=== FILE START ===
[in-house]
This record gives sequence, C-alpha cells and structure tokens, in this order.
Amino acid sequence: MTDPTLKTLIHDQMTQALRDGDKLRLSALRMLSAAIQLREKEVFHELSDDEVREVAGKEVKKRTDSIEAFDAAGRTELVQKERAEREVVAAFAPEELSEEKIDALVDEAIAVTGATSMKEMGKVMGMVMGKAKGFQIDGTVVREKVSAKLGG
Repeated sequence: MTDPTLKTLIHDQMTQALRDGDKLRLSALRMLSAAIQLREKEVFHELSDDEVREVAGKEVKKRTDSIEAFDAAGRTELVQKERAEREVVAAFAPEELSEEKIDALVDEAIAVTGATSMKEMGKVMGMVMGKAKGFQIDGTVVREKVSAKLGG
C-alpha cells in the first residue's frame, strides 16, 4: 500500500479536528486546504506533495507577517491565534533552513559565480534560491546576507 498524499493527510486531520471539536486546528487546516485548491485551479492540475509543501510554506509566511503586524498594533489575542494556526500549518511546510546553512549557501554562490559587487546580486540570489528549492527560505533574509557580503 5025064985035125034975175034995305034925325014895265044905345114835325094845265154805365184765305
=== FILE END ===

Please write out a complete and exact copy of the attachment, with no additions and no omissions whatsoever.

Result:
[in-house]
This record gives sequence, C-alpha cells and structure tokens, in this order.
Amino acid sequence: MTDPTLKTLIHDQMTQALRDGDKLRLSALRMLSAAIQLREKEVFHELSDDEVREVAGKEVKKRTDSIEAFDAAGRTELVQKERAEREVVAAFAPEELSEEKIDALVDEAIAVTGATSMKEMGKVMGMVMGKAKGFQIDGTVVREKVSAKLGG
Repeated sequence: MTDPTLKTLIHDQMTQALRDGDKLRLSALRMLSAAIQLREKEVFHELSDDEVREVAGKEVKKRTDSIEAFDAAGRTELVQKERAEREVVAAFAPEELSEEKIDALVDEAIAVTGATSMKEMGKVMGMVMGKAKGFQIDGTVVREKVSAKLGG
C-alpha cells in the first residue's frame, strides 16, 4: 500500500479536528486546504506533495507577517491565534533552513559565480534560491546576507 498524499493527510486531520471539536486546528487546516485548491485551479492540475509543501510554506509566511503586524498594533489575542494556526500549518511546510546553512549557501554562490559587487546580486540570489528549492527560505533574509557580503 5025064985035125034975175034995305034925325014895265044905345114835325094845265154805365184765305